Return 2 Tbs of fat to the pot and add onions, celery, and half of the carrots. (Don’t worry about the browned bits on the bottom of the pot—as the vegetables cook and release water, any chicken “crusties” will dissolve and their wonderful flavor will be incorporated!) Season vegetables with salt and freshly cracked pepper and cook for about 5 minutes. Return the chicken pieces to the pot with thyme and 8 cups of water. Simmer uncovered until the liquid has reduced by about ¼, about 35 minutes.

Pull chicken from the pot and transfer to a plate with a fresh paper towel. Strain the stock with a colander over a bowl and throw the vegetables and thyme sprigs out; you should have about 5 cups of liquid. Wipe out the Dutch oven, if you feel so inclined.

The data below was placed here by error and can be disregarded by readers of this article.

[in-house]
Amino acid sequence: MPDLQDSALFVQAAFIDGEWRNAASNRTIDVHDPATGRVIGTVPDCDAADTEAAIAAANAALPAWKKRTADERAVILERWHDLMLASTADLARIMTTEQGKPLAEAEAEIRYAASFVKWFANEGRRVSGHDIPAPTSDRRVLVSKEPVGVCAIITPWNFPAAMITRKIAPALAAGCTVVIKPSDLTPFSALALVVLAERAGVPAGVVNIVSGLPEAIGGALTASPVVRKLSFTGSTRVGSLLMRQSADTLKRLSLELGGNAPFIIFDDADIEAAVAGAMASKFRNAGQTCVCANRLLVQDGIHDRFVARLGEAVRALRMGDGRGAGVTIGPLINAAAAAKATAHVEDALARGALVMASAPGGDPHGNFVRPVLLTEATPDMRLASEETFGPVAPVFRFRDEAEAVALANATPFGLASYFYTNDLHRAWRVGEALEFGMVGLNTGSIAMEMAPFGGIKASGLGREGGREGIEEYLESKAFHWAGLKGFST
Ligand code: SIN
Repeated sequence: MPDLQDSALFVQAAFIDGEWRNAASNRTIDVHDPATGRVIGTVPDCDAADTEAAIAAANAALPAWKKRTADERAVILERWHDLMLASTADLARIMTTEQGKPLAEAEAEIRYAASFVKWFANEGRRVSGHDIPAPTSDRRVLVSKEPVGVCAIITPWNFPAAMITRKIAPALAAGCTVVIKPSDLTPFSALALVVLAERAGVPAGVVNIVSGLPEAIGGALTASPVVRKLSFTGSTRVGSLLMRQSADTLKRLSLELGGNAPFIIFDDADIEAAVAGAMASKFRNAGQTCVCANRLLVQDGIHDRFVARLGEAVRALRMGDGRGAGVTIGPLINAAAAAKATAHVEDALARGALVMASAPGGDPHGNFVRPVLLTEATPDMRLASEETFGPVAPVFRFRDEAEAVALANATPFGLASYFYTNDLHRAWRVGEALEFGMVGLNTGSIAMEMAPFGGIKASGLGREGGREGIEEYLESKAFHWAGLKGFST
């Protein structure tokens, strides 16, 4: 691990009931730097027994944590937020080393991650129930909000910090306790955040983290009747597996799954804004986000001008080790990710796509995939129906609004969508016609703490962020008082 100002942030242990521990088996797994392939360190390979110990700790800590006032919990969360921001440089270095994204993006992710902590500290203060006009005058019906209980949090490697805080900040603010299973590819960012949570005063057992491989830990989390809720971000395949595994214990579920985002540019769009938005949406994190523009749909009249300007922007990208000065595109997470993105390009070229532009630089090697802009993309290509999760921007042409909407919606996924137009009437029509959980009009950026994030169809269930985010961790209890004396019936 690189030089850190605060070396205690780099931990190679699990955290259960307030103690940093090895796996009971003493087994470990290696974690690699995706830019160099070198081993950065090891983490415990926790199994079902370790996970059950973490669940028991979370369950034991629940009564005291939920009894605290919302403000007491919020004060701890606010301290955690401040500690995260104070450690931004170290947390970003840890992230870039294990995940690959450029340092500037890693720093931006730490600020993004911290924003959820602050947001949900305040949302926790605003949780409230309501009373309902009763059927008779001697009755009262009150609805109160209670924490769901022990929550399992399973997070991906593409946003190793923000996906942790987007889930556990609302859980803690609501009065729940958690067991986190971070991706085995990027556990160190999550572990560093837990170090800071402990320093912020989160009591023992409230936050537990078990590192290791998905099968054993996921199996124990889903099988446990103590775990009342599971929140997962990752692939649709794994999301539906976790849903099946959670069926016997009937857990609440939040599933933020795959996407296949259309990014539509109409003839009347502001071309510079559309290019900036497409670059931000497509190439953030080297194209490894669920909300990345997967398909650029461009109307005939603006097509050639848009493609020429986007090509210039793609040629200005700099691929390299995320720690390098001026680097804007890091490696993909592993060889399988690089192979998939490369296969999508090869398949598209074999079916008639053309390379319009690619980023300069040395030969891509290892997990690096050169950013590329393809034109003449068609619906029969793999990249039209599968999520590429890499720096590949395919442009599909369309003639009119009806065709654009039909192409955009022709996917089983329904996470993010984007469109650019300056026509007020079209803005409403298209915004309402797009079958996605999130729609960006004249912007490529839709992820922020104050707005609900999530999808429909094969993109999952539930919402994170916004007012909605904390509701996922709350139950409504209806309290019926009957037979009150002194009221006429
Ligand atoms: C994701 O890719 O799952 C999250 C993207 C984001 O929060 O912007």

Heat the last 3 Tbs of chicken fat with 1 Tbs of butter over medium heat. Sprinkle in flour and whisk until it is golden brown, about 5 minutes. Gradually whisk in chicken stock and bring to a boil, being careful to work out lumps. Add remaining carrots and season with salt and freshly cracked pepper. Lower heat to a simmer as you pull apart the chicken meat from the bones. Cook and stir until the mixture is thickened and the carrots are tender, around 10 minutes.

As this mixture is thickening, make the dumplings. In a medium bowl, whisk together dry ingredients. Mix buttermilk and beaten egg together, and add to the dry ingredients, followed by the melted butter. Mix until just incorporated with a rubber spatula, being careful not to over mix. (Being careful to gently mix during this time makes for tender dumplings!)

Dollop the dumpling dough into the hot liquid in a heaping tablespoon, taking care to give the edges an opportunity to make contact with the broth and absorb the flavor. When all of the dough has been placed into the pot, cover and cook for 18 minutes, or until a sacrificial dumpling is fluffy and cooked all the way through when cut in half. Scoop your chicken and dumplings into a bowl and enjoy with chopped parsley or the herb of your choice.